Using Biology for Chemistry’s Sake
Kristala L. Jones Prather, Dept. of Chemical Engineering, Massachusetts Institute of Technology
Synthetic Biology has rapidly emerged as a field that encompasses practitioners from many different disciplines, especially the many branches of engineering. An indication of its current position as a still evolving field is the lack of a single definition that can be agreed upon by those who fall under its umbrella. However, nearly all agree that synthetic biology seeks to integrate engineering concepts into biological research and development. Put simply, the goal of synthetic biology is to make biology easier to engineer, yet fundamental advancements in science are still needed. Research projects range from generalized tool development to specific applications, with the latter encompassing biological systems from microbes to mammals.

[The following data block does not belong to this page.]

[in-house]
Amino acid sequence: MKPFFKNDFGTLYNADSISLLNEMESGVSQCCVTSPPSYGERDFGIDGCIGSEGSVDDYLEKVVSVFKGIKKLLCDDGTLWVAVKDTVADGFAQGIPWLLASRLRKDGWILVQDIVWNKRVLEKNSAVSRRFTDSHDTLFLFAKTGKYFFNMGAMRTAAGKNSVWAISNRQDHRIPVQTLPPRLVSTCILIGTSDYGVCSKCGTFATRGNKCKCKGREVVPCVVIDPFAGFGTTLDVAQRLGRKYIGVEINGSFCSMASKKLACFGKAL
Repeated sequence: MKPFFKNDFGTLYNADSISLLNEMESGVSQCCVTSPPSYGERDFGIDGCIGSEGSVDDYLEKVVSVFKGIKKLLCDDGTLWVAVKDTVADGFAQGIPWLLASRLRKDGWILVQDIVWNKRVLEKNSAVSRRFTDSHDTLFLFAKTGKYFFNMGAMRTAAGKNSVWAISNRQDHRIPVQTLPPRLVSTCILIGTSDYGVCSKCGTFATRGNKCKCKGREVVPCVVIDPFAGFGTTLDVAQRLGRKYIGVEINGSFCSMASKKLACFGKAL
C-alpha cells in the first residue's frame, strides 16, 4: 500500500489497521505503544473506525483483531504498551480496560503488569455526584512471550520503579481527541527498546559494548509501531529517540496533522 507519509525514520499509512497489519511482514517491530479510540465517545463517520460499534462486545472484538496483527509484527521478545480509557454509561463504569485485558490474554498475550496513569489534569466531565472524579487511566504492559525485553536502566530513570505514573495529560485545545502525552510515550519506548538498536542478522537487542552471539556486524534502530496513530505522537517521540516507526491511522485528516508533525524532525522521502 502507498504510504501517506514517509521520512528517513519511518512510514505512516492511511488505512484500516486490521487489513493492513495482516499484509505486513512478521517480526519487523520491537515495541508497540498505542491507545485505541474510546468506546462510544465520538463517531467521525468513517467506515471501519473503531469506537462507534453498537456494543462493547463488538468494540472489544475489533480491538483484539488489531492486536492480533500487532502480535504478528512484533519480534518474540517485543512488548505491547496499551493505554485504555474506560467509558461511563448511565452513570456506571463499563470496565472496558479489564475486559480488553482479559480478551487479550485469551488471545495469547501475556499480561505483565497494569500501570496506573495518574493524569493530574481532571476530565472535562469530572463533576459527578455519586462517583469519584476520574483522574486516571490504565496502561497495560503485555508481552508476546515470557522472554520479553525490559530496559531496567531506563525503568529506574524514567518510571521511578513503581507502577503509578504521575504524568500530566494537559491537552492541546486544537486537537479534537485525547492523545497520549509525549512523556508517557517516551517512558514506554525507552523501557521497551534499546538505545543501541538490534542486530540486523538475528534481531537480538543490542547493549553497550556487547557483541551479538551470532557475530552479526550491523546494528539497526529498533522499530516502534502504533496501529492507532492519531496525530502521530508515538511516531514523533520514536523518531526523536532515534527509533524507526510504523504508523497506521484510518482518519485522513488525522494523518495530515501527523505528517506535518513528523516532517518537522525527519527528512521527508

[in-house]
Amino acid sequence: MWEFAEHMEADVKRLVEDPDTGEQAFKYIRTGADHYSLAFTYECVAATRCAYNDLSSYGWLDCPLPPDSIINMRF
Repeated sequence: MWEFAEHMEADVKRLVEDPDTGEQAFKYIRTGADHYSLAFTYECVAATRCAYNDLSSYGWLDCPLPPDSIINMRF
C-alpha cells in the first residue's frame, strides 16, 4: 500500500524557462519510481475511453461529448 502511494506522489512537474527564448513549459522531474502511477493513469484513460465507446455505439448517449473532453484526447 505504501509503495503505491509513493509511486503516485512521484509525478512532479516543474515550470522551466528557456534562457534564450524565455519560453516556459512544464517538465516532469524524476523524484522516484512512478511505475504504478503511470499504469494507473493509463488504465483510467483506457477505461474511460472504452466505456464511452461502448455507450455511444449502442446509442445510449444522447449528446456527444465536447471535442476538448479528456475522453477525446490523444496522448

My research is centered in the applications space, utilizing microbes (mainly bacteria) as the core biological system. My work is motivated by a need for the development of sustainable alternatives for fuels and chemical production, and like the field of synthetic biology itself, is dependent on advances in several over-lapping scientific/engineering fields. The potential for biological conversion of feedstocks to chemicals is enhanced by the availability of tools and techniques from the established discipline of metabolic engineering. We can also gain insights from biocatalysis, since biological production of chemicals requires the identification of enzymes (i.e., proteins that catalyze chemical reactions) capable of producing the compounds of interest. Additionally, new tools being developed under the umbrella of synthetic biology facilitate the re-engineering of biological systems. My talk will outline our “retro-biosynthetic design” approach for biological pathways, and discuss the challenges that must be overcome in order to fully realize the potential of using biology for chemistry’s sake.
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